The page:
Upon starting the PC with the live-cd in the drive, with directions to boot from that drive, linux will boot and show you, as a trial, how well it runs with your hardware.

I would suggest that you try PCLinuxOS as a first taste. It has lots for playing media built in.

Last edited by thorkelljarl; 10-16-2009 at 08:39 PM.
 
Old 10-16-2009, 08:04 PM   #6
taloncrewchief
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Thanks for the timely response, guys. I'm going to the Ubuntu homepage to try the live CD now. I'll let you know how it goes. Wish me luck!
 
Old 10-16-2009, 08:22 PM   #7
thorkelljarl
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Just...

Remember to burn as an image.

This might also serve you well.

http://www.linuxquestions.org/linux/...Ask_a_Question

Last edited by thorkelljarl; 10-16-2009 at 08:25 PM.
 
Old 10-16-2009, 08:26 PM   #8
smeezekitty
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Quote:
Originally Posted by taloncrewchief View Post
Thanks for the timely response, guys. I'm going to the Ubuntu homepage to try the live CD now. I'll let you know how it goes. Wish me luck!
heres a fair warning : Ubuntu is very frustrating
 
Old 10-16-2009, 08:28 PM   #9
pixellany
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The title question does not seem to have been answered....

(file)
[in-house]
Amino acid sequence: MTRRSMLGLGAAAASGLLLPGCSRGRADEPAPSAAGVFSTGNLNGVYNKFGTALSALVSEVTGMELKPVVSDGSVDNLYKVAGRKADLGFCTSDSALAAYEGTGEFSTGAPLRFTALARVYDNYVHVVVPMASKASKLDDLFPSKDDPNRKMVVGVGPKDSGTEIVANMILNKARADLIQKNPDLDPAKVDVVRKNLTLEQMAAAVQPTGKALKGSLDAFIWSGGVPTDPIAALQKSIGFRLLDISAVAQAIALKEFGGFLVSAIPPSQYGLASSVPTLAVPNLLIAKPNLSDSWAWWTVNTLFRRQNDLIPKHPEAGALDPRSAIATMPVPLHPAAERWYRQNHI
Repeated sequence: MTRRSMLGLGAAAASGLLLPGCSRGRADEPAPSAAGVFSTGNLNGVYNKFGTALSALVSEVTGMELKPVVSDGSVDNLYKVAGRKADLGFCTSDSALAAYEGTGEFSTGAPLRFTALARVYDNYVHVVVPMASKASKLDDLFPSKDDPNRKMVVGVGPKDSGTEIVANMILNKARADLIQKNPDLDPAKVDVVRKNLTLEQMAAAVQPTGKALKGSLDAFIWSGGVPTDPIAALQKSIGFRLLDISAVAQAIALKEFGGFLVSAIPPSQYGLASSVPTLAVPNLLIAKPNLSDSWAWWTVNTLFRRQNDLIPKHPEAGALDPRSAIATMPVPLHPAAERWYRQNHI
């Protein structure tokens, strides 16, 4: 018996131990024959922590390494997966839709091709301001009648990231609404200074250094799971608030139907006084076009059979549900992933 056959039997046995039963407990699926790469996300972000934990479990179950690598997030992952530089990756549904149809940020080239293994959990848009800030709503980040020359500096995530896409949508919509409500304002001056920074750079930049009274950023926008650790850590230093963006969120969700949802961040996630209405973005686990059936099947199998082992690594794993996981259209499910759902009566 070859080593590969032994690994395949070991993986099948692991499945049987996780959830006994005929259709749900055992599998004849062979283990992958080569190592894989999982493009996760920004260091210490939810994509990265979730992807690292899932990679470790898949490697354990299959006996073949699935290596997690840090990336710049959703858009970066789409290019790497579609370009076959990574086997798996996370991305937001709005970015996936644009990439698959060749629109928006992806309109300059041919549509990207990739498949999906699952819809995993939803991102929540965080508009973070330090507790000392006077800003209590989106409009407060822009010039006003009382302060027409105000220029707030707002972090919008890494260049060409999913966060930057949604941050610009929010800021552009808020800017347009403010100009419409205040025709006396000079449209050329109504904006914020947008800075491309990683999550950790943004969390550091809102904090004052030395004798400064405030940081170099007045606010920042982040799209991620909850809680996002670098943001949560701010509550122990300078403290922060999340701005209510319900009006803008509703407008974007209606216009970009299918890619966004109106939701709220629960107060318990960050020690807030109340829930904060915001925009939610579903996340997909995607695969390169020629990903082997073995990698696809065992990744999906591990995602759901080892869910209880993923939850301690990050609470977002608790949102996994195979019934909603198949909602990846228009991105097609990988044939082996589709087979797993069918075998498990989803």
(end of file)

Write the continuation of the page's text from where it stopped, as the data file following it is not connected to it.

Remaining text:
Quote:
I have no coding or programming experience of any sort. Is Linux a good idea for me?
Using Linux does not require programming skills. However, sooner or later, knowing how to write shell scripts might be a benefit. (Same answer in Windows, but more so for Linux).

Learning the basic terminal commands will be a BIG benefit....
 
Old 10-16-2009, 08:30 PM   #10
pixellany
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Quote:
Originally Posted by smeezekitty View Post
heres a fair warning : Ubuntu is very frustrating
That's not very helpful now, is it?

The fact is that Ubuntu is a perfectly good place to start, as are many other Linux distros. Your credibility would be much higher if you had actually made a constructive recommendation.
 
Old 10-16-2009, 08:35 PM   #11
thorkelljarl
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Dear Moderator...